With the objective to find out where Grenada is in terms of technical compliance with standards from the Caribbean Financial Action Task Force (CFTATF), a workshop involving multi-sectoral stakeholders was held by the Financial Intelligence Unit (FIU).
Representatives from Government Departments, Financial Institutions and Designated Non-Financial Business and Professions (DNFBPs) convened at the National Stadium last Thursday to begin the process of a mutual evaluation due for Grenada in 2020, by completing a technical compliance questionnaire.
According to Head of the FIU, Assistant Superintendant of Police, Tafawa Pierre, the questionnaire precedes the evaluation that is expected to take place in the second quarter of 2020.
“We get to add information concerning technical compliance, whether we have certain laws in place, we have to add statistics, just to ensure that we are in line with the Financial National Task Force…”, he said.
The FIU Chief disclosed that in the second quarter of 2020 a team will visit Grenada for two weeks to “look at our laws, look at our statistics, speak to the players involved and I mean the government officials, police, people involved in the banks, real estate, car dealerships to get a sense of whether or not the legislation you have in place are indeed effective on the ground”.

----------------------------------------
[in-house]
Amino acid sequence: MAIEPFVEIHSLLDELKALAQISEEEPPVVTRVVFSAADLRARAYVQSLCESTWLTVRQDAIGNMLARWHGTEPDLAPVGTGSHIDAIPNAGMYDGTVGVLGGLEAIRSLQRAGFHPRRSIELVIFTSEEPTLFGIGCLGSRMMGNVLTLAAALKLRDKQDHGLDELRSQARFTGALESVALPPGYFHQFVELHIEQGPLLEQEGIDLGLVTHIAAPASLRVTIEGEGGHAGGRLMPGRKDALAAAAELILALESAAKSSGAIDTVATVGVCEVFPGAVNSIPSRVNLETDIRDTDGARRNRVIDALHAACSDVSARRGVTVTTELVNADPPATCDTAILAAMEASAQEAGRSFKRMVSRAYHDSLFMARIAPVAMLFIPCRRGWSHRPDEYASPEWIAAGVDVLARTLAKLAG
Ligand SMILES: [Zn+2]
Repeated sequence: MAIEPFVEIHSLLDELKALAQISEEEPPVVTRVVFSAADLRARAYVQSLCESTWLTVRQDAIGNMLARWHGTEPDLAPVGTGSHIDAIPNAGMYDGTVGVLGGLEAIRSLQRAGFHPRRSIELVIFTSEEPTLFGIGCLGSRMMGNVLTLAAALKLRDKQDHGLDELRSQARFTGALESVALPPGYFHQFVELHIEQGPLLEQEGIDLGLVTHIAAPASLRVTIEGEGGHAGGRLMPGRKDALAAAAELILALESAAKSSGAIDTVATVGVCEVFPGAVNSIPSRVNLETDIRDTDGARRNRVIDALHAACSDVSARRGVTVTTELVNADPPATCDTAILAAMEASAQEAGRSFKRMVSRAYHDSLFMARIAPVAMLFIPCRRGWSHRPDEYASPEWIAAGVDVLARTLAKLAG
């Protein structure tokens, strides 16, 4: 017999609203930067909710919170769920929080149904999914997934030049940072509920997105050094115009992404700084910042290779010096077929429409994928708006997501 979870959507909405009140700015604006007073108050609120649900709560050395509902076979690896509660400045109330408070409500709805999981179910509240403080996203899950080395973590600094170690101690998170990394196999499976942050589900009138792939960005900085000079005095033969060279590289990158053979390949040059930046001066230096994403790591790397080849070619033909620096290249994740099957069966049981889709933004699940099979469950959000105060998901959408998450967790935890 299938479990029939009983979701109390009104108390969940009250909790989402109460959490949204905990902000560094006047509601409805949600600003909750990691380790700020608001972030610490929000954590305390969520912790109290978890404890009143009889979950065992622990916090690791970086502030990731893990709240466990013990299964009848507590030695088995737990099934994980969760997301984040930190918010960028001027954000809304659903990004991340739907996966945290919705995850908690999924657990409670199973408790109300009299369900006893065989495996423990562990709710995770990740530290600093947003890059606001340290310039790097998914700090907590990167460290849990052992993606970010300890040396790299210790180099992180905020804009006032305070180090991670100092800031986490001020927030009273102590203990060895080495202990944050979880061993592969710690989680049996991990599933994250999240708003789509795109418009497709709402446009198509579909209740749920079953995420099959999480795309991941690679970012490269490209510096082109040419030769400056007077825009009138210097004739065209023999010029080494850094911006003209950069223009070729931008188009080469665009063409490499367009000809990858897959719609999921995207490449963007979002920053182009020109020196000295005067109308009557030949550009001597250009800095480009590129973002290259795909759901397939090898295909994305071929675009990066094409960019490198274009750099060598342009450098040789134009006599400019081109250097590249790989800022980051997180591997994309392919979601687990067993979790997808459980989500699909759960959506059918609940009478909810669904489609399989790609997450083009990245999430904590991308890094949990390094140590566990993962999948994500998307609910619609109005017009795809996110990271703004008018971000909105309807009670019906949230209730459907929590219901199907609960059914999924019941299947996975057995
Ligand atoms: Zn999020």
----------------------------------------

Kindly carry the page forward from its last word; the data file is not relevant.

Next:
“…We have to now show the products or the results of what we have been doing all of these years,” he said.
Noting that it is a national process, ASP Pierre explained the reason why banks, credit unions, police, government officials and other stakeholders are being targeted.
“…What we are trying to say is that this process requires all hands on deck – it’s indeed a national process. There is much national implications, so if we are rated purely in some fundamental areas that shows the country in a bad light, we can be listed unfavourably and it has direct effects on our financial system, on our banking system, on our corresponding banking relationship, on our ability to do business with foreign investment and otherwise”, he said.
According to ASP Pierre, it is important to get “all the stakeholders involved to ensure that we have a national understanding of how important every entity is”.
“…I am trusting that our work will pay off and you don’t want to speak too quickly because it is quite a complex and intricate and very subjective process, but I think we have been doing quite a substantial amount of work. We need a measure of political will and what I am most optimistic about is the involvement and the collaboration from the private sector and also we’ll be able to show that we at least understand the process, so I am optimistic,” he remarked.
This is the second time Grenada is being evaluated with the first being done in 2009.